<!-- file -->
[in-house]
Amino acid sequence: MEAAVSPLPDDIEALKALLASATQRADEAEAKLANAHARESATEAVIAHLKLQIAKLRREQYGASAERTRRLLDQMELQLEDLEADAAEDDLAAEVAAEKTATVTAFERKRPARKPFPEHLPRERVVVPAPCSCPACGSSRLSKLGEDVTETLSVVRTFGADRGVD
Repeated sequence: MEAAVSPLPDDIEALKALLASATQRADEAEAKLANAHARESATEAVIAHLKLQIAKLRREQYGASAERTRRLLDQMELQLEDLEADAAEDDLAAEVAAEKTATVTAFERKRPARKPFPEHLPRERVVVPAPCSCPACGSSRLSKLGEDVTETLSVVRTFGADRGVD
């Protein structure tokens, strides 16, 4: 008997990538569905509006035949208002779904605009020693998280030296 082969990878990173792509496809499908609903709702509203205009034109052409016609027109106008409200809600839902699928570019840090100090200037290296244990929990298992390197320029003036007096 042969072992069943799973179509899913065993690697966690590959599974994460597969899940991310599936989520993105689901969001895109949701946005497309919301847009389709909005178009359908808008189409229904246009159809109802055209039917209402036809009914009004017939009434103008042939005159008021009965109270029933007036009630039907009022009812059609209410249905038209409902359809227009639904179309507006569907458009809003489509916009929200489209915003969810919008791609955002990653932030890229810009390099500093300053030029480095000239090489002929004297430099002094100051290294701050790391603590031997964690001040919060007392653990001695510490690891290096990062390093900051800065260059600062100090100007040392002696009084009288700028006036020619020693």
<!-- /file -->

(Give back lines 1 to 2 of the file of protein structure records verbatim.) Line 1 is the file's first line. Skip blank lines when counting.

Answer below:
[in-house]
Amino acid sequence: MEAAVSPLPDDIEALKALLASATQRADEAEAKLANAHARESATEAVIAHLKLQIAKLRREQYGASAERTRRLLDQMELQLEDLEADAAEDDLAAEVAAEKTATVTAFERKRPARKPFPEHLPRERVVVPAPCSCPACGSSRLSKLGEDVTETLSVVRTFGADRGVD